It turns out that the key to happiness is actually really simple: make a lot of money doing something that you love to do and that earns you respect and also learn to balance autonomy and socialization in your life. This sounds complicated when you’re trying to do it. However, if you can keep in mind that this is the key to happiness, you may be able to focus your goals better. It will always be tough to find the right balance but you’ll at least have the right ingredients.

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Comments

  1. says

    It is so hard to find and use “happiness” data, but I love your analysis! I remember another Gallup poll of a few years back that was similarly fascinating: they derived a Thriving-Struggling-Suffering index from surveys.

    The study found that 47% of Americans were “Struggling,” 4% were “Suffering,” leaving just under half as “Thriving.” There were a number of other variables–emotions, physical pain, daily moods, etc.

    I won’t link in the comment, but if interested, the summary is: ‘Nearly As Many Americans Struggling as Thriving’, published 4/29/2008 on the Gallup website.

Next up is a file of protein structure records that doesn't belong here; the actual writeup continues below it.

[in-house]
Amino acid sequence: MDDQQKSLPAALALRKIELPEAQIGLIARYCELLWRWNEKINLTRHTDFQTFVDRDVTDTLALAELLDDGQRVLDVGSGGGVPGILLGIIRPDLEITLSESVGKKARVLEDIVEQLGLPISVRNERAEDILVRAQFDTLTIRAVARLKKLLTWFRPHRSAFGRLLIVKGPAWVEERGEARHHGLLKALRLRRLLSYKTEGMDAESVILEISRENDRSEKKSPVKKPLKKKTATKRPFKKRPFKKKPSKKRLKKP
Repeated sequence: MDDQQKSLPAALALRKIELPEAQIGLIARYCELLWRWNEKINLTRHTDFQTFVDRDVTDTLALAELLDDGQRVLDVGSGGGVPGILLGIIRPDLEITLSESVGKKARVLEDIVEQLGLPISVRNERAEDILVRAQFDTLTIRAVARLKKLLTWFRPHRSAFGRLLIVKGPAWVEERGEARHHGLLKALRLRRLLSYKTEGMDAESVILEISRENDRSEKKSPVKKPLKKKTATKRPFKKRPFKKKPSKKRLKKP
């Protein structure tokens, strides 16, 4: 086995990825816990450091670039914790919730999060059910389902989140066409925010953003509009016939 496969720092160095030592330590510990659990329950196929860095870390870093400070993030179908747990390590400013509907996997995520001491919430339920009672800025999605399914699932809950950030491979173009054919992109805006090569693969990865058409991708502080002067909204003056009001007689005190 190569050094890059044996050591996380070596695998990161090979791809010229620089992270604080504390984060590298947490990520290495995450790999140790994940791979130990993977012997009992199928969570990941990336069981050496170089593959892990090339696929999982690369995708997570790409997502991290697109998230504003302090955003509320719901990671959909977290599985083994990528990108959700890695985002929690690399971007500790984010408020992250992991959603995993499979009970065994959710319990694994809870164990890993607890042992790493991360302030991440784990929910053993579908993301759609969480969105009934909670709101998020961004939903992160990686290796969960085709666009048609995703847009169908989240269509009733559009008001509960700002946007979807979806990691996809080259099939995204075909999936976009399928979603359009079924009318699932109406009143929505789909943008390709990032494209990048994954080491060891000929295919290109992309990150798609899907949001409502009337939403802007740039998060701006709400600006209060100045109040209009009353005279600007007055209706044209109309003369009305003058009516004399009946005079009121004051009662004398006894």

2. Jenna says

    Great article! My mom always said “follow your passion and happiness and money will come,” not sure if she meant, follow your passion, be happy, become an expert and make lots of money or follow your passion and you’ll be happy with life and thus not care how much you make. But either way – it works for me!

  3. Chris says

    Odd, but a few years ago I was making a lot of money. And today, I struggle to make ends meet. Yet I’m happier now than I’ve ever been.

    The autonomy part of this is definitely a factor. Being much more aware of where I’m spending my money, and how I’m doing it, is empowering. For me, it’s definitely been a learning and growing experience.